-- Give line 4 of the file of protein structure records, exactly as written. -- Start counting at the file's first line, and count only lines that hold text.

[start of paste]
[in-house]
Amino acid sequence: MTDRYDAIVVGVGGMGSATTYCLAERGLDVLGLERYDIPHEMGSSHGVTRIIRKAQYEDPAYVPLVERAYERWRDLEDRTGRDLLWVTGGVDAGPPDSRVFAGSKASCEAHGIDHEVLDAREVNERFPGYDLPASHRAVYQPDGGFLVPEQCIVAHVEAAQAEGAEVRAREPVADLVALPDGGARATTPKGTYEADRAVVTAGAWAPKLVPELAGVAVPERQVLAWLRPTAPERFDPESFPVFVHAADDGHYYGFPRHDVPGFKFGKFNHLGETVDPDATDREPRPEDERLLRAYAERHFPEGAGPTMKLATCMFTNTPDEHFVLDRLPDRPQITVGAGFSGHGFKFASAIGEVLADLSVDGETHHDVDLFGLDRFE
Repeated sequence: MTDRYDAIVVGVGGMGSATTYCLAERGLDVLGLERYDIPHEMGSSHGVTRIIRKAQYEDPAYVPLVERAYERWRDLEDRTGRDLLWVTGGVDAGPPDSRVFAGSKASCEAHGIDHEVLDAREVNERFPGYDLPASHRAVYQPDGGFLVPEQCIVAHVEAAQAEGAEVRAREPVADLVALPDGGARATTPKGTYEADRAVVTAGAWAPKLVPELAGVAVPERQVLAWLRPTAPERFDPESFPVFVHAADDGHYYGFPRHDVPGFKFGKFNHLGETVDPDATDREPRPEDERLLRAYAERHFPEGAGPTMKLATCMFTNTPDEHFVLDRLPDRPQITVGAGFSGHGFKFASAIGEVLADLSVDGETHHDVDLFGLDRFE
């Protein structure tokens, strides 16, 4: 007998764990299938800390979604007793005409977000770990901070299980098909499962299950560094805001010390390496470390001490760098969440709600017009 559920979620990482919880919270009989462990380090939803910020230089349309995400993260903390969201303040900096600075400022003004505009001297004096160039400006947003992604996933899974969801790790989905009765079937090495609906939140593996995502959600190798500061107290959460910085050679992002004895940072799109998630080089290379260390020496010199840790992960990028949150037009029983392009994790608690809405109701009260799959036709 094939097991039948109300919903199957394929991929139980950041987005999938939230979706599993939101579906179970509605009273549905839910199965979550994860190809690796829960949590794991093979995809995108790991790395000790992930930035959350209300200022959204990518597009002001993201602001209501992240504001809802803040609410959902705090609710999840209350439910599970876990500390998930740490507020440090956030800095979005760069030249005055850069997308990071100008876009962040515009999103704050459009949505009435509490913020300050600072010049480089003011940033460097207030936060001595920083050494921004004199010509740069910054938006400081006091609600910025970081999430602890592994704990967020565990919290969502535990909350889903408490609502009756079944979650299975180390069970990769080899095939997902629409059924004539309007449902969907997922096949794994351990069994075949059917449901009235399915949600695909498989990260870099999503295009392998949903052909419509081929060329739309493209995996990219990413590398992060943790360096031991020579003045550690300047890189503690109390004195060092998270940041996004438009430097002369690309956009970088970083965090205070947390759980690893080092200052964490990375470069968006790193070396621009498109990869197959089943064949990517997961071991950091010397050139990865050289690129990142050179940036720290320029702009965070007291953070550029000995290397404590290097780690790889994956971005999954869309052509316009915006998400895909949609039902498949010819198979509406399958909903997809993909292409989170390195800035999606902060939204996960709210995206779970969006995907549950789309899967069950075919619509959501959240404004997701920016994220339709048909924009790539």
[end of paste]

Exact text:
């Protein structure tokens, strides 16, 4: 007998764990299938800390979604007793005409977000770990901070299980098909499962299950560094805001010390390496470390001490760098969440709600017009 559920979620990482919880919270009989462990380090939803910020230089349309995400993260903390969201303040900096600075400022003004505009001297004096160039400006947003992604996933899974969801790790989905009765079937090495609906939140593996995502959600190798500061107290959460910085050679992002004895940072799109998630080089290379260390020496010199840790992960990028949150037009029983392009994790608690809405109701009260799959036709 094939097991039948109300919903199957394929991929139980950041987005999938939230979706599993939101579906179970509605009273549905839910199965979550994860190809690796829960949590794991093979995809995108790991790395000790992930930035959350209300200022959204990518597009002001993201602001209501992240504001809802803040609410959902705090609710999840209350439910599970876990500390998930740490507020440090956030800095979005760069030249005055850069997308990071100008876009962040515009999103704050459009949505009435509490913020300050600072010049480089003011940033460097207030936060001595920083050494921004004199010509740069910054938006400081006091609600910025970081999430602890592994704990967020565990919290969502535990909350889903408490609502009756079944979650299975180390069970990769080899095939997902629409059924004539309007449902969907997922096949794994351990069994075949059917449901009235399915949600695909498989990260870099999503295009392998949903052909419509081929060329739309493209995996990219990413590398992060943790360096031991020579003045550690300047890189503690109390004195060092998270940041996004438009430097002369690309956009970088970083965090205070947390759980690893080092200052964490990375470069968006790193070396621009498109990869197959089943064949990517997961071991950091010397050139990865050289690129990142050179940036720290320029702009965070007291953070550029000995290397404590290097780690790889994956971005999954869309052509316009915006998400895909949609039902498949010819198979509406399958909903997809993909292409989170390195800035999606902060939204996960709210995206779970969006995907549950789309899967069950075919619509959501959240404004997701920016994220339709048909924009790539």